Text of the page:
Haley & Olson, P.C. was formed in 1981. Since that time, our lawyers have been privileged to represent and assist individuals, businesses, banks and local governments in a variety of legal matters across the United States. We have a superior track record of providing high quality work, and efficiently and effectively achieving the best results for our clients.
Our lawyers practice in a variety of different areas, which gives our clients a tremendous advantage. This diversity, along with available resources and dedication, allows our clients to achieve the results they desire with speed and efficiency—especially when the most complex legal issues are involved.
Our lawyers’ abilities have not gone unnoticed. We are frequently referred cases from or asked to be co-counsel with lawyers who have been previously opposed to us. We are also regularly asked to represent individuals and businesses who were previously opposed to us in prior cases, which is perhaps the ultimate compliment for a lawyer to receive.
Simply put, our lawyers are committed to excellence and providing some of the most aggressive representation available. We have the size, experience, and resources necessary to take on and handle the most complex cases. Contact us today for more information about our law firm and how we can put our experience to work for you.
The Heritage of Haley & Olson
Judge Wilmer C. Haley
Judge Haley was born in Red River County, Texas and graduated from Dallas public schools. He received his law degree in 1937 from Southern Methodist University and was admitted to the Texas bar the same year.
“Judge,” as he was known in the Waco legal community, actively practiced law in Waco for over 59 years. His clients included McLennan County and many other Central Texas counties, as well as many local physicians. The Judge gave legal advice on several historic projects in Waco, including negotiating with the federal government for the location of Lake Waco and the attendant complexities dealing with that project. He was a zealous advocate for his clients, regardless of the nature of the undertaking.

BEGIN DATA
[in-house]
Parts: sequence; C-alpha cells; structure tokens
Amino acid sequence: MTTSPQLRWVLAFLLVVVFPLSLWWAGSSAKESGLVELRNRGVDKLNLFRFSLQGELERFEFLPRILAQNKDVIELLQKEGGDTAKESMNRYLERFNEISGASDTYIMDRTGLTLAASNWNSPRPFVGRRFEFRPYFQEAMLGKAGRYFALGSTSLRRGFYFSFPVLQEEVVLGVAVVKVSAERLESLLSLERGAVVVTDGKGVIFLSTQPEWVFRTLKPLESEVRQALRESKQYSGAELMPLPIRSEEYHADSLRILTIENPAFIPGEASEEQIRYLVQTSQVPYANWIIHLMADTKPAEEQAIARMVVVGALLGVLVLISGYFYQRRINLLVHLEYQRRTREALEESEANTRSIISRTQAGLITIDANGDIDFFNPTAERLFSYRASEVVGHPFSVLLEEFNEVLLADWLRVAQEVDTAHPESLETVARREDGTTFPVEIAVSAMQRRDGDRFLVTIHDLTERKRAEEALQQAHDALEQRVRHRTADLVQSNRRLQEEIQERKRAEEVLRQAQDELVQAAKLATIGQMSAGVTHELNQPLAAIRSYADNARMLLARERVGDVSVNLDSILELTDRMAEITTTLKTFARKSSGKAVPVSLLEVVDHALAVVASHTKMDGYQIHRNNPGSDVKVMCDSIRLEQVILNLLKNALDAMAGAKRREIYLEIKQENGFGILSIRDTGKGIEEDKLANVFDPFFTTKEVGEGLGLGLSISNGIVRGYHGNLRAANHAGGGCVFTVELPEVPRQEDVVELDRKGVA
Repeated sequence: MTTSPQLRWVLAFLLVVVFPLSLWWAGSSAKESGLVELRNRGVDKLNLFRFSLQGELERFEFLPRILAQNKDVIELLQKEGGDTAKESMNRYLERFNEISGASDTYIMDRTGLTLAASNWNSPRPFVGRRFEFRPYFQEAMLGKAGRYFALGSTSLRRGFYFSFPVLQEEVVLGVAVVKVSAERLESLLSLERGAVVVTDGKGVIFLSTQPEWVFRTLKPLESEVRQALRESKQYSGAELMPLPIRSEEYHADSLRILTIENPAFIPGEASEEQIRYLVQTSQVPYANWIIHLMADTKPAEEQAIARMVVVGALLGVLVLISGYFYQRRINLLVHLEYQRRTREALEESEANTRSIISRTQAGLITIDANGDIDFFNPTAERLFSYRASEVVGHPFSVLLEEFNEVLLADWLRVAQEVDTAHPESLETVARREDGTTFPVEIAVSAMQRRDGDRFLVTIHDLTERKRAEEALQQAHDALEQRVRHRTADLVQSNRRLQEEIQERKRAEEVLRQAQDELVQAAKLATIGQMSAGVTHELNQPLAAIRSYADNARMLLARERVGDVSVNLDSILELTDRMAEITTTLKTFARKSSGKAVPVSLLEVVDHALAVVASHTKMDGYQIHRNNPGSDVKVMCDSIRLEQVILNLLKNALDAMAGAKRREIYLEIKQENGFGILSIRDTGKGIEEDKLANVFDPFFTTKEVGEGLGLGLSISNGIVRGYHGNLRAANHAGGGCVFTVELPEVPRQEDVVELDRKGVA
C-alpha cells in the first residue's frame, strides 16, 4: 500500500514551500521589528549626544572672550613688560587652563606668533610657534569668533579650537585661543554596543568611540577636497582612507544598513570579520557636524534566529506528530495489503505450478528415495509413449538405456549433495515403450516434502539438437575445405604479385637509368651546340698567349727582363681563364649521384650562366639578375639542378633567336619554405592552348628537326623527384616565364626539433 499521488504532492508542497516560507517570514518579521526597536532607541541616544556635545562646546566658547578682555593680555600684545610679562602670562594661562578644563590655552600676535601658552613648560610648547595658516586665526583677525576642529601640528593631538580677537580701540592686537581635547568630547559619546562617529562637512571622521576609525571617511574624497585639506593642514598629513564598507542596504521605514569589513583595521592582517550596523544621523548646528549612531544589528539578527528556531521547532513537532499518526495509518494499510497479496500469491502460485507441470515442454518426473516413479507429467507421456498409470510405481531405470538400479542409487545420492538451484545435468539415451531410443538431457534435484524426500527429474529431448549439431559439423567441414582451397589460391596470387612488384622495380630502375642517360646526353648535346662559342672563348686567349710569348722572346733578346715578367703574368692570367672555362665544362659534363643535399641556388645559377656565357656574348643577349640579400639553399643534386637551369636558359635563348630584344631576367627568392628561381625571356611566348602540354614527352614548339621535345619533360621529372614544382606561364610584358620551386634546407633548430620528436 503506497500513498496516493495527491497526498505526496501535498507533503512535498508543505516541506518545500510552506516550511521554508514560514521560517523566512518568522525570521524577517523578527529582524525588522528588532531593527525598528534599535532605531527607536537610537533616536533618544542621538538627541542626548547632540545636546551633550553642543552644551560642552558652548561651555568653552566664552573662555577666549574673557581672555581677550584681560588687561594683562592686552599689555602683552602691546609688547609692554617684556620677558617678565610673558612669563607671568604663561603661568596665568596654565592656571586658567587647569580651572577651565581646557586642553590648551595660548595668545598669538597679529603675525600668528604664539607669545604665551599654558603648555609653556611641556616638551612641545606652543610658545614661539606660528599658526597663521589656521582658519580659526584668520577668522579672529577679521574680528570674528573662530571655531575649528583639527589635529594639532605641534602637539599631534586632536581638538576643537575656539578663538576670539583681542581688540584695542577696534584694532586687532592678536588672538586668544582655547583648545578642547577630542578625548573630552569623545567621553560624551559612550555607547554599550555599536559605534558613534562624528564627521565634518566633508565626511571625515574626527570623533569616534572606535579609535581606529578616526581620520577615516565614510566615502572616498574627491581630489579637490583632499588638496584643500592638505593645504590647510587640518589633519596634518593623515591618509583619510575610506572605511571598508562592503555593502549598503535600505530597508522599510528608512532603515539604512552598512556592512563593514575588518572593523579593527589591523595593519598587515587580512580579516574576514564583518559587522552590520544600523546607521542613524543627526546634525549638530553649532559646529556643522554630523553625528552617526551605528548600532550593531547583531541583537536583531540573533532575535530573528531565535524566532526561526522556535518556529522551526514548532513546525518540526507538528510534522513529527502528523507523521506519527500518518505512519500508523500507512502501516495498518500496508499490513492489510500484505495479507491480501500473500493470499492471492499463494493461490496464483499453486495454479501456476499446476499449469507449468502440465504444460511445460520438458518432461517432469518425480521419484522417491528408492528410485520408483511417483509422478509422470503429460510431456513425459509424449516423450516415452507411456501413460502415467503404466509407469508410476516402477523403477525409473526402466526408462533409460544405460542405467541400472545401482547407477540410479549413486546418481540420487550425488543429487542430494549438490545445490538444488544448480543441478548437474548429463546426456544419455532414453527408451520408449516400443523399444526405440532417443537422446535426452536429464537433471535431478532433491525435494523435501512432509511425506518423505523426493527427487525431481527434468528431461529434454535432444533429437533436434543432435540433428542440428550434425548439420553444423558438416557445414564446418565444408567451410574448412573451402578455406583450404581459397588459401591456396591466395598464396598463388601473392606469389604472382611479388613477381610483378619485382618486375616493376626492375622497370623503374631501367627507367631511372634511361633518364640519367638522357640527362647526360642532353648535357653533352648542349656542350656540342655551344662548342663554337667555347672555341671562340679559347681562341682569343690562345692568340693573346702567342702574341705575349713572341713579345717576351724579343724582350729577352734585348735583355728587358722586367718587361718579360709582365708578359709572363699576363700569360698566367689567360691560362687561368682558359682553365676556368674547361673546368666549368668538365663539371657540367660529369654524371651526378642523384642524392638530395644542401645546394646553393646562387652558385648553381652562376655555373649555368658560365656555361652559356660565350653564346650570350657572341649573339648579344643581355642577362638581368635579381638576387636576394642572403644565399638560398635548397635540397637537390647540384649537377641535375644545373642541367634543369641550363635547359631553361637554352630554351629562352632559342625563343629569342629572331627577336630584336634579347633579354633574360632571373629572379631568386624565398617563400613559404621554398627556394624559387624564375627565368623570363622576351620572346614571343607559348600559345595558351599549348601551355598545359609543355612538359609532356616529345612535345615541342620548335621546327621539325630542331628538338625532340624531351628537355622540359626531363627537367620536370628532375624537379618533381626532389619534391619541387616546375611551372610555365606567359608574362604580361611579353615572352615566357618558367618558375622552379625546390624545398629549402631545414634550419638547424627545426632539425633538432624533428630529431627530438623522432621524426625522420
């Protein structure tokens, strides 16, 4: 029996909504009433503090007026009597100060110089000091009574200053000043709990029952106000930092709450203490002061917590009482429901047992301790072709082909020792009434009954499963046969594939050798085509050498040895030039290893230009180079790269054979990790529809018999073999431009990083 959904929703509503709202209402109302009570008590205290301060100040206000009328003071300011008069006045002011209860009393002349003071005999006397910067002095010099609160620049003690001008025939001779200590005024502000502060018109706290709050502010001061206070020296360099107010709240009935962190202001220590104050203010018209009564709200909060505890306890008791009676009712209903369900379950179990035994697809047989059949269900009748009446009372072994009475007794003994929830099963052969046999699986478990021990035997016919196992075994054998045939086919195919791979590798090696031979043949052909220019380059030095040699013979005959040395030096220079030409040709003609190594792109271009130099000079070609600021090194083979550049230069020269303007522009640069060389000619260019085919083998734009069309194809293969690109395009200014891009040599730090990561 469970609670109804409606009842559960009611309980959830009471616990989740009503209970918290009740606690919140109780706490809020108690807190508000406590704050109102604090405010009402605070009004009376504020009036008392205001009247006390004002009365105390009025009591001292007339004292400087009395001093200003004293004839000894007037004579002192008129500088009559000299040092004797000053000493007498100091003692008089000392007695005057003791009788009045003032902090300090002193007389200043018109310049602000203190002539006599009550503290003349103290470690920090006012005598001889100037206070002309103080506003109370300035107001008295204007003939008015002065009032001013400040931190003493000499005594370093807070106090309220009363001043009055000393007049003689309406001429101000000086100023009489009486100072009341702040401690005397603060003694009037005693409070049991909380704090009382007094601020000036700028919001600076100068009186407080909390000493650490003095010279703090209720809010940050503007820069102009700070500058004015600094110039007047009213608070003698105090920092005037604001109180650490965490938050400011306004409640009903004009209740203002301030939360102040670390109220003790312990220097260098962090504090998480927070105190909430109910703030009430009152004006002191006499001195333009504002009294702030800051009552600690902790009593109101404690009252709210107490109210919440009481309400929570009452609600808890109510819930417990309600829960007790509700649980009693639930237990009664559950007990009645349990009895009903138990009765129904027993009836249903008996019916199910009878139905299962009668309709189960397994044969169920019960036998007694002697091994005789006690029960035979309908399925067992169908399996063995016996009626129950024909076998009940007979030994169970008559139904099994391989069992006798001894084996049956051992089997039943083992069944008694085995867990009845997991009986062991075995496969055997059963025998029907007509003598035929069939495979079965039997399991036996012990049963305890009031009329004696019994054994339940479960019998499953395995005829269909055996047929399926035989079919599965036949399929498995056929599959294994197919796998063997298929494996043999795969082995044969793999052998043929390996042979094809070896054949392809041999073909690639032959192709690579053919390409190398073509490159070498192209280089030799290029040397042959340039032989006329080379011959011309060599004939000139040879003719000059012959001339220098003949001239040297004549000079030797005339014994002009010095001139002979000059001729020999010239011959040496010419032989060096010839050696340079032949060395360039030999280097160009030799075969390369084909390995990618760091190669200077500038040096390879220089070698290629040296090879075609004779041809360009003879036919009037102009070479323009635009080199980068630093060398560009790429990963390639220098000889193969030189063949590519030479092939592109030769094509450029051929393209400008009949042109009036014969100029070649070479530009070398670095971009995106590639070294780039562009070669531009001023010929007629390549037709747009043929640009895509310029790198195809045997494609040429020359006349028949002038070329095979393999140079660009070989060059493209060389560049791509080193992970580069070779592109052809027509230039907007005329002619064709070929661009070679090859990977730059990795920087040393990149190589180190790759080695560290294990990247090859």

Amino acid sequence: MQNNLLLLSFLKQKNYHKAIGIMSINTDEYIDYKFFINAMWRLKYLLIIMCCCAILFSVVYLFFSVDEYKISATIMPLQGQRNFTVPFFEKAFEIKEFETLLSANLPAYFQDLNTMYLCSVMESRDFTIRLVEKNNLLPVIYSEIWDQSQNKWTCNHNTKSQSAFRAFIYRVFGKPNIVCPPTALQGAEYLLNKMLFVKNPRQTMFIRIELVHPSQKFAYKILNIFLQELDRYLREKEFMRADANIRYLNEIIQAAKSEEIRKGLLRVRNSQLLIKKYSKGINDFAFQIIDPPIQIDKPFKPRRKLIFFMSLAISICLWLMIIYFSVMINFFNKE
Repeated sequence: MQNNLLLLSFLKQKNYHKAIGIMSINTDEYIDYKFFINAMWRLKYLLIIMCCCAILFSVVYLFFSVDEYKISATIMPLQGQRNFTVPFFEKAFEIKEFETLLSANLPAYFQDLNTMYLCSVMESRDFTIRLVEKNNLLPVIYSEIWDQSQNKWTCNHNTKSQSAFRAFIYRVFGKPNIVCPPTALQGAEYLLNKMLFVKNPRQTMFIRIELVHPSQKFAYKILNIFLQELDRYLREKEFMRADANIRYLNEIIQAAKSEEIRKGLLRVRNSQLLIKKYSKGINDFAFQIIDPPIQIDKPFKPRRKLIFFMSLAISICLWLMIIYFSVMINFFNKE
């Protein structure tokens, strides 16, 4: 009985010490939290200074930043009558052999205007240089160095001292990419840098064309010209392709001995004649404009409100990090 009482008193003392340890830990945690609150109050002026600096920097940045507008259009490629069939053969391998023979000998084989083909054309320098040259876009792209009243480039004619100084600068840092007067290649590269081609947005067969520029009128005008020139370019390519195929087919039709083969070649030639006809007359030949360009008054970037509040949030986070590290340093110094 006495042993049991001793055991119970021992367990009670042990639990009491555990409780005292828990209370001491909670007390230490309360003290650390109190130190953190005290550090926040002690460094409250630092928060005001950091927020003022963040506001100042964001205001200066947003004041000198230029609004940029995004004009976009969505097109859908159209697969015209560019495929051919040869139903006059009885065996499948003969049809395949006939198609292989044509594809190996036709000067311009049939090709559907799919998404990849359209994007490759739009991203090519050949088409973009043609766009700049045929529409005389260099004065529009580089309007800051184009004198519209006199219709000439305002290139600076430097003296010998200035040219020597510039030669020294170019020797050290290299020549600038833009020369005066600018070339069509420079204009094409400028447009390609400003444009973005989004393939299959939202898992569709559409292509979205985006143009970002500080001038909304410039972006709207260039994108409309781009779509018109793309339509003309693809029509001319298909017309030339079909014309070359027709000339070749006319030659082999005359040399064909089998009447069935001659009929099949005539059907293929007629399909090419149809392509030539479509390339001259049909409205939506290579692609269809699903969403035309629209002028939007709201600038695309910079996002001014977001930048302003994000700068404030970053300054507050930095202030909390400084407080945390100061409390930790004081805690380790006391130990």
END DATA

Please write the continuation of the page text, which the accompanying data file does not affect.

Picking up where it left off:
He held the offices of City Judge of Waco (1943-48); City Commissioner, Waco (1949-50); and County Judge, McLennan County (1960). He was a member of the Waco-McLennan County Bar Association and served in many offices, including the office of President in 1955-56. He was very active in the State Bar. He held many offices at the State level, including Director and Chairman of the Board of the State Bar of Texas. He was an instructor of insurance and related subjects at Baylor Law School for more than ten years.
He was a distinguished member of the Masonic Lodge, having achieved recognition for his fifty-year membership of Herring Lodge, where he served as Worshipful Master in 1960. He was also a Scottish Rite Mason and was honored with the 32nd degree Knight Commander Court of Honour and a long-time member of the Karem Shrine. Judge Haley was also a respected counselor and advisor to local businesses and served on the boards of local banks and other businesses and charitable organizations, and was especially devoted to the local Salvation Army Board of Directors.
Lyndon Olson was a native of Waco. He was the son of a Swedish immigrant who was a career soldier. Mr. Olson graduated from Waco schools and served in the United States Army during World War II. He graduated from Baylor Law School in 1950 and, for 55 years, represented numerous municipalities, individuals, and businesses throughout Texas. He was a former City Attorney for the City of Waco. Mr. Olson served twelve years on the Board of Trustees of the Waco Independent School District and twenty years on the Board of the Brazos River Authority. A highlight of his long, productive career came when he successfully argued the landmark case of Avery v. Midland County before the Supreme Court of the United States. In that case Mr. Olson, along with his brother, Bill, represented the Mayor of Midland, Texas in his claim that the precincts of the county commissioners of Midland County should have balanced populations. In its holding, the U.S. Supreme Court, for the first time, applied the principal of proportionate representation, or “one man, one vote,” to an entity of local government.
Mr. Olson was a lifelong member, and fourth generation Sunday school teacher, at Central Presbyterian Church. He was a 33rd degree Scottish Rite Mason and a member of James H. Lockwood Masonic Lodge in Waco. He served as President of the Waco-McLennan County Bar Association and on the boards of numerous local charities.